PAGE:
Currently reading : die freundschaft””by Fiona Bryson
Spanning a career that has lasted 30 years and credited as the pioneers of Electro Punk, EBM and Techno, Deutsch Amerikanische Freundschaft have stayed true to their initial approach and always stuck to the dark German underground from where they emerged. In conversation with one half of the duo – Robert Görl…
1. To mark your 30-year jubilee you reformed and toured again. I saw you live in London and felt that you still hit the zeitgeist just as much today. How do you see your own development, the scene’s and above all the music’s over the past three decades?
That we still hit the zeitgeist is of course flattering, I think it has something to do with our knack for originality and our pioneering work. It is often said that we were ahead of our time – that our style of music was copied by other bands – and even when imitated it was successful. We have never had anything to do with the general development of music, we stand for ourselves and that’s enough for us!
2. The end of the 70’s, Punk, the beginnings of early electronic music. How did this evolve at the time, the fusion of guitars and electro? Did bands such as Kraftwerk play a role?
With Punk everything changed! Nobody wanted 70’s music anymore – it was not only the style of the music – also harder lyrics – this is what we liked! Kraftwerk was too harmless for us. We were into the Sex Pistols, but we didn’t want guitars anymore – we preferred the electronic. Electronic with live drums, so more or less EBM. I also have a weakness for good Pop music.
3. Düsseldorf and Berlin were two German cities, which emanated immense musical creativity during this time. What do you think were the reasons for this and how did this develop over the years, from Punk to Industrial and later into Techno, especially within the scene that you were a part of? I ask this question because I come from Düsseldorf and have lived in Berlin and today see very little of what was once created there.
As I said before the reason for this was definitely Punk. At the same time there was also an uprising in the art world, “die Jungen Wilden” (“the wild youth”) and they were also into Punk, for example Beuys or Immendorff! Of course everything has moved on – today the majority of these kinds of people have adjusted, they are not wild and less creative! But in time this will also change again.
4. The Ratinger Hof, the SO36, today they are well-known but what did these venues stand for at the time? I went to Techno parties at the Ratinger Hof when I was a teenager. What I’m interested in is the scene at the end of the 70’s, beginning of the 80’s, and how it developed later, musically as well as socially.
We were always at the Ratinger Hof – that joint was like my second home. At the time I was essentially there every day – and it was in the damp cellar of that place that Gabi and I founded DAF.
5. “Du bist jung und Du bist stark, Nimm dir was du willst, Verschwende deine Jugend” (“You are young and you are strong, Take what you want, Waste your youth”). If the scene is looked at as a sub cultural movement, what did this track or rather the statement mean to you at the time?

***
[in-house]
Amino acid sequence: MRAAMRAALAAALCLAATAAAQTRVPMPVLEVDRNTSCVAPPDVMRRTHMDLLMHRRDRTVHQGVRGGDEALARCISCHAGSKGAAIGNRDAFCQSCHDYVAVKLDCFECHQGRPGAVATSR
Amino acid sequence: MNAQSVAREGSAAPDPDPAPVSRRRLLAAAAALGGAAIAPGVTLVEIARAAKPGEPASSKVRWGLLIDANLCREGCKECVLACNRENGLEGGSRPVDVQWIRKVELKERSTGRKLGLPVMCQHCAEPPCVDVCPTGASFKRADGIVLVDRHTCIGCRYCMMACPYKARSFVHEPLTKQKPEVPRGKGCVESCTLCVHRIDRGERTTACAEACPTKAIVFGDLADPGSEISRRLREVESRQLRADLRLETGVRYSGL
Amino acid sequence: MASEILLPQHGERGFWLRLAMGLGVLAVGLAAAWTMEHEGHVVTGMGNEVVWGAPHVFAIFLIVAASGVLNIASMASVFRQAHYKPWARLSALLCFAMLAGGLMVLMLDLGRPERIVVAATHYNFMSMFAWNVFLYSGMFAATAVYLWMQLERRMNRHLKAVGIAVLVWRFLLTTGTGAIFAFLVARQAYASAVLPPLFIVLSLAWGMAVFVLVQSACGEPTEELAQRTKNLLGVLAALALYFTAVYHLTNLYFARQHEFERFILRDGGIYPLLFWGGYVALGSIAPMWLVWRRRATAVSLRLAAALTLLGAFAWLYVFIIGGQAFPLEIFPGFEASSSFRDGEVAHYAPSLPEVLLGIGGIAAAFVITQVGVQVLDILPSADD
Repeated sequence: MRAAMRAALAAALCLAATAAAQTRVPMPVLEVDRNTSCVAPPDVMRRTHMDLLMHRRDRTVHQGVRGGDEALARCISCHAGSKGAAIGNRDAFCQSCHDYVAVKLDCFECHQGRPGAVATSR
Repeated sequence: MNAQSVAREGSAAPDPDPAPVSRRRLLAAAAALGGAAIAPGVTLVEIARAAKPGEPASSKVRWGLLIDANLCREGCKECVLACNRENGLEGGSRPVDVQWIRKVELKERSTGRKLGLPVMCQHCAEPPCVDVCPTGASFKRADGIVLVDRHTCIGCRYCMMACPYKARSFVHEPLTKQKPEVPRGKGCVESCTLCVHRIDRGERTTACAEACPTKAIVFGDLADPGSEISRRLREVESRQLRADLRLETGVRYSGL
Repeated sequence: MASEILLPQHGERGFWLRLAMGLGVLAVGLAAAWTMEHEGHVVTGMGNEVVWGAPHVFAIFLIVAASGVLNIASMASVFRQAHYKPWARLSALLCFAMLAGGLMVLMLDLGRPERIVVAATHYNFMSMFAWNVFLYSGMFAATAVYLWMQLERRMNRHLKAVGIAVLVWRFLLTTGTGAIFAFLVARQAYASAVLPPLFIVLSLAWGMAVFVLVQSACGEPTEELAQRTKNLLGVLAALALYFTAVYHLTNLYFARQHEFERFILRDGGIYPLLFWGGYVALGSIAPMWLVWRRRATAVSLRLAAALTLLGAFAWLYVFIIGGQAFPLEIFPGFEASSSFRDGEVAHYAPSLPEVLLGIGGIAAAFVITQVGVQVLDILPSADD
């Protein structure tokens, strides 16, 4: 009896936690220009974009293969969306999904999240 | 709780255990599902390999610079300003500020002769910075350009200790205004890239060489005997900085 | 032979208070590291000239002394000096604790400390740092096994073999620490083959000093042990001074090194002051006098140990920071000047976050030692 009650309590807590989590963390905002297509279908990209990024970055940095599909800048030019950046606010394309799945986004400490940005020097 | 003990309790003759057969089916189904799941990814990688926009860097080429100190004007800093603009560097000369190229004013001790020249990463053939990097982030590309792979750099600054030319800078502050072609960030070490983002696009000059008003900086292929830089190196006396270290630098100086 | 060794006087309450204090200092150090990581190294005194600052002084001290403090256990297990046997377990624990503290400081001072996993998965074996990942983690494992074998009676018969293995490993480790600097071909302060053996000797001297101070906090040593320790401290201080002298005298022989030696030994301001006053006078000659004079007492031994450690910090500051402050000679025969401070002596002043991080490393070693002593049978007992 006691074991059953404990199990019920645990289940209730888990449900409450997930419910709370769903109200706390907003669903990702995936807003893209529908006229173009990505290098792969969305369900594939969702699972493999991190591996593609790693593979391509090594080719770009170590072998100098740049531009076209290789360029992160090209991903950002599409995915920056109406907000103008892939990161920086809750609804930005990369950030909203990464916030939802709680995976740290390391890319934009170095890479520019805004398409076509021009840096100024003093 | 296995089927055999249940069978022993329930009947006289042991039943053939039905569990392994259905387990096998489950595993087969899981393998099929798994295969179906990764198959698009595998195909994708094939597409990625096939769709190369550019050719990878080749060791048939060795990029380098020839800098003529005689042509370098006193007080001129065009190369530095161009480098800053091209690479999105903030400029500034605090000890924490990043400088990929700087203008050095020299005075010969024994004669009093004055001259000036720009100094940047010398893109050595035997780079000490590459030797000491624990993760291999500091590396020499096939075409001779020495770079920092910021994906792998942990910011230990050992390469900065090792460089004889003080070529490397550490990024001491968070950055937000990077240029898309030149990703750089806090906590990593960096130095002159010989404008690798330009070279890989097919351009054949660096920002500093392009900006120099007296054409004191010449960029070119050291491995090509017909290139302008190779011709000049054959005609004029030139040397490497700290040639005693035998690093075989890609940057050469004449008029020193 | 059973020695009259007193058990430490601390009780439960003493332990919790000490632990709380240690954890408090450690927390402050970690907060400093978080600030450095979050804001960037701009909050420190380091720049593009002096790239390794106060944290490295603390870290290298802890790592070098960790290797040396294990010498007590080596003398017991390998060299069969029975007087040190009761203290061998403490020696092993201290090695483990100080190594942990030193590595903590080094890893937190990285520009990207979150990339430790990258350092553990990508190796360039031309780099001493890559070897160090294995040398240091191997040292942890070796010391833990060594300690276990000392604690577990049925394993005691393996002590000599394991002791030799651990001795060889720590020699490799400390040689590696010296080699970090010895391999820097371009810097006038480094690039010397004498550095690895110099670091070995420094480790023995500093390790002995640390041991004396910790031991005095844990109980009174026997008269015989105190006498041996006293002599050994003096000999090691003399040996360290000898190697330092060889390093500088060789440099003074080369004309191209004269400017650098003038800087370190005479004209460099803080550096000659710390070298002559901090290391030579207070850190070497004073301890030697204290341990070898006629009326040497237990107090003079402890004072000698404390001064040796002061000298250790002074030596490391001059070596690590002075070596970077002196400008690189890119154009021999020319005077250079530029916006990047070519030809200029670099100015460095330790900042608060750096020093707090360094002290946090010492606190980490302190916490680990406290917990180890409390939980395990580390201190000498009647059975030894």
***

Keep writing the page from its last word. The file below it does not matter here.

This track is an absolute youth track – and we wanted youth to be lived out to the extreme or basically to be wasted!
6. What is the biggest misinterpretation about DAF? And how was DAF rightly or wrongly received in terms of fascist connotations?
That the media tried to pigeonhole DAF into the fascist corner never bothered us! We just thought it was strange how stupid the media were!
7. What was your experience of leaving Germany and moving to Mute Records in the UK, and your collaboration with Daniel Miller?
England was a big adventure for us – we went there without any money. We had this idea that our music would be viewed in a better or more neutral way there, and this was the case. The British Media loved us a lot – that’s no exaggeration. D. Miller more or less discovered us on the street and really wanted to produce our music.
8. Did you suddenly feel a bit naked or exposed alone as just the two of you? How did you approach this minimal presence, this new appearance?
As a duo, Gabi and I found our vocation – the fact that there were five of us at the beginning, then four was of developmental importance, but no more than that. Gabi and I worked towards the realisation of us a duo from the first minute we founded DAF. The very first DAF rehearsal was also as a DUO – in the cellar of the Ratinger Hof.
9. What was your relationship with the other bands at the time, for example Liaisons Dangereuses, Mania D and the local Punk bands? What or who inspired you then, and today?
We hardly had any contact with other bands, we were much too busy with our own music. Of course we new Malaria, Liaisons Dangereuses and a lot of the others. Inspiring for us was the Punk movement, however we had our own ideas about how we wanted to sound – unlike many Punk bands we were interested in synthesizers and not guitars, even if we initially had a guitarist. Even today it’s like this – I can only be creative when I concentrate fully on myself and not on others. Our main focus has always been originality, things that already exist are not our thing.
10. What is your take on the music scene nowadays, do you think that subcultures exist in the same way?
The music scene today is as it always has been, beaten down by commercial music formats – I have the feeling now more than ever. Since when has the subculture had it easy? The club landscape will always be the home of the subculture. Thankfully!